13. Altering environmental conditions to discourage chronic inebriates' offensive behavior. Managers of places where chronic inebriates tend to congregate or cause substantial problems should analyze and alter the characteristics of a given location to reduce opportunities for its inappropriate use.† Stakeholders should give particular thought to those environmental features of known hot spots that might make it more or less inviting to chronic inebriates as a place to drink (e.g., proximity to alcohol outlets, seclusion from eyes of police, sufficient privacy to relieve themselves, access to foot traffic for panhandling, comfortable seating, protection from the elements). In short, responses should be informed by asking what changes to a given area might discourage misuse.
† For more detailed guidance on analyzing crime opportunities at particular places, see Problem-Solving Tools Series Guide No. 8, Using Crime Prevention Through Environmental Design in Problem-Solving.
Police in Santa Ana, California, addressed a significant set of problems in the Harbor Plaza Shopping Center through a combination of efforts, including changes to the surroundings that facilitated misuse of the area. Most of the latter changes were simple: locking a dumpster that had been used as shelter and for foraging, closing access to secluded areas with locked gates, encouraging merchants to lock and restrict use of restrooms to customers, replacing burned-out lights, and removing pay phones that were serving as a "business center" for prostitution and other undesirable activities. None of these actions was particularly expensive or logistically complex, but in concert, they had an impact.63
14. Increasing criminal penalties. Increased criminal penalties in and of themselves do little to curb crime associated with chronic inebriation.64 The primary flaw in this approach owes to the simple fact that the deterrence supposedly induced by harsher sanctions assumes the would-be offender is engaged in a calculation of costs and benefits, either before making the decision to become a chronic inebriate or in deciding to sustain that pattern of behavior.
There is, however, one caveat to the general ineffectiveness of increased jail terms for alcohol-related offenses. In jails where chronic inebriates may receive alcohol counseling while serving time, they need to be incarcerated long enough that the treatment can be effective.65 Where this is possible, longer incarceration might position the inebriate to receive more sustained counseling than otherwise. For some treatment models, legal coercion may be a necessary component,66 but coercion or extended incarceration, except under carefully defined circumstances and usually in conjunction with other responses, appears insufficient to cause meaningful change.†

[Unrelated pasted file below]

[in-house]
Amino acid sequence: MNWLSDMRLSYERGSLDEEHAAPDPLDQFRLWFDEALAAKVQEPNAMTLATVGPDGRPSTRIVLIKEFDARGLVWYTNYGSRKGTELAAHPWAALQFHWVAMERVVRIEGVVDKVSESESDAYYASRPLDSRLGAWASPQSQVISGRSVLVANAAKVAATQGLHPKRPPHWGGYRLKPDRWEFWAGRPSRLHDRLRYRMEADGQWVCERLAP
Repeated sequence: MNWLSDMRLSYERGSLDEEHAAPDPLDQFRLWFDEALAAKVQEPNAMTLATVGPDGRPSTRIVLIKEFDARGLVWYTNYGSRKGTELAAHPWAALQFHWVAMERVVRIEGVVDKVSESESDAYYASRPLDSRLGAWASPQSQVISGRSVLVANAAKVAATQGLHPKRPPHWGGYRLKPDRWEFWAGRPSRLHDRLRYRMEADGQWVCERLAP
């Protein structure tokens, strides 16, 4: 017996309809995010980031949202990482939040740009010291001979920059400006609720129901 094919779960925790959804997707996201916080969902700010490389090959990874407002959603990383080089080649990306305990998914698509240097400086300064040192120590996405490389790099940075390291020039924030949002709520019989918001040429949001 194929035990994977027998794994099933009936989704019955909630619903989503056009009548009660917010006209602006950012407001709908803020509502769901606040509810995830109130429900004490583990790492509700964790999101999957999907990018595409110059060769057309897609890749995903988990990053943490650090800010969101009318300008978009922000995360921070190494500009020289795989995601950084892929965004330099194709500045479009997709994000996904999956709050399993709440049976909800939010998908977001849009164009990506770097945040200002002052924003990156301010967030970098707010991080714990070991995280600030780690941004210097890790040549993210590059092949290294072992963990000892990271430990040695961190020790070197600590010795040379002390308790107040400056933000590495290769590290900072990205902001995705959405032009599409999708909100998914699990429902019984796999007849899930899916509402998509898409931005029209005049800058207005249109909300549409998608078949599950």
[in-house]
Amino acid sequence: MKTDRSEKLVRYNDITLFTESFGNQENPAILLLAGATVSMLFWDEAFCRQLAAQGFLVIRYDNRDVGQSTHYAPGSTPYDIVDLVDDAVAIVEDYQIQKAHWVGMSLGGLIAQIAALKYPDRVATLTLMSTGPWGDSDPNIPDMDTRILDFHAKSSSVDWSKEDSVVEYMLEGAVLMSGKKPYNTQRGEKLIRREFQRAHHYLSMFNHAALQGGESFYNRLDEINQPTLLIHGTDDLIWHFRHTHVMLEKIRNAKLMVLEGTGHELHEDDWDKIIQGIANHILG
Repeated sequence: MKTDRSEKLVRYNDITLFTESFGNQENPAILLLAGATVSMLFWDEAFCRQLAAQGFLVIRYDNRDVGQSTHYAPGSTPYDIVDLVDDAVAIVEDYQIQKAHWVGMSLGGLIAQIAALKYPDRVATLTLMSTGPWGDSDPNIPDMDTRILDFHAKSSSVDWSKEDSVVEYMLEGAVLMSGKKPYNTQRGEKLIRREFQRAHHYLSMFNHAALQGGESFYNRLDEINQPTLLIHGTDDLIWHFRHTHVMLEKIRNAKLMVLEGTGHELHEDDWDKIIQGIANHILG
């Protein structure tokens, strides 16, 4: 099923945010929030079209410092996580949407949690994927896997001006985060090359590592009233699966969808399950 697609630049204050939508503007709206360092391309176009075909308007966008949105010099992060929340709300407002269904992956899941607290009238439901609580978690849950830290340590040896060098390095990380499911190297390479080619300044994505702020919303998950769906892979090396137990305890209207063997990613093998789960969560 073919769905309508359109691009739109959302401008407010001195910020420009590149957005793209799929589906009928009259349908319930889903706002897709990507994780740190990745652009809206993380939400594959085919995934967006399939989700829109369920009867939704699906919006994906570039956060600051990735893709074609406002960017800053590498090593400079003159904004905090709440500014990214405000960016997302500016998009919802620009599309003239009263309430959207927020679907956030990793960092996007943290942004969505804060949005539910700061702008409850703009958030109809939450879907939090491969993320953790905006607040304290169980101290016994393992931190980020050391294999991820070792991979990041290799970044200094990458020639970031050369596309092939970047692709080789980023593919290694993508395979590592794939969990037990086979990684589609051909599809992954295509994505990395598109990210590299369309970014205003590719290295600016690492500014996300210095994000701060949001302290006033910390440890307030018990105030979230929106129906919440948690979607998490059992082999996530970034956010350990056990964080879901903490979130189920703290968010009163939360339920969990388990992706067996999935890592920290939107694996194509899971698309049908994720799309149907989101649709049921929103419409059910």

† When the St. Petersburg (Florida) Police Department began aggressively enforcing chronic inebriation laws in the city's downtown, many of the "regulars" relocated to other jurisdictions. When interviewed about their decision, these regulars reported what motivated them to move was not the threat of more jail time but the fact no smoking was permitted in the St. Petersburg jail (St. Petersburg Police Department 1997).
15. Conducting enforcement sweeps or crackdowns alone.† As with increased criminal penalties, any police response that is predicated solely on a deterrence model typically has little lasting value in addressing chronic inebriation. Crackdowns on chronic inebriates often focus on "hot spots" like parks, transit stations, and near shelters and liquor stores where inebriates tend to cluster and cause problems.‡
An increase in crackdowns and "zero tolerance" policing of uncivil behavior (drunkenness, loitering, and so on) gained favor as police agencies moved away from traditional-style policing and embraced "broken windows" approaches.67 While crackdowns and similar approaches can produce change that is sudden, obvious and drastic, as a stand-alone response, they hold little promise of engendering a lasting impact on chronic inebriation.§ As noted above about increases in jail time, in some instances crackdowns might be used to put a large number chronic inebriates in (albeit coerced) contact with treatment and other therapeutic, medical, or social service resources, provided jail-based programs are in place to receive them.
† See Response Guide No. 1, The Benefits and Consequences of Police Crackdowns, for further information.
‡ While beyond the scope of this guide, an expansive literature on the subject of "hot spot" policing exists. See Weisburd, Maherand, and Sherman (1991), Clarke (1983), Brantingham and Brantingham (1981, 1984), Bursik and Grasmick (1993).
§ See Response Guide No. 1, The Benefits and Consequences of Police Crackdowns, for further information.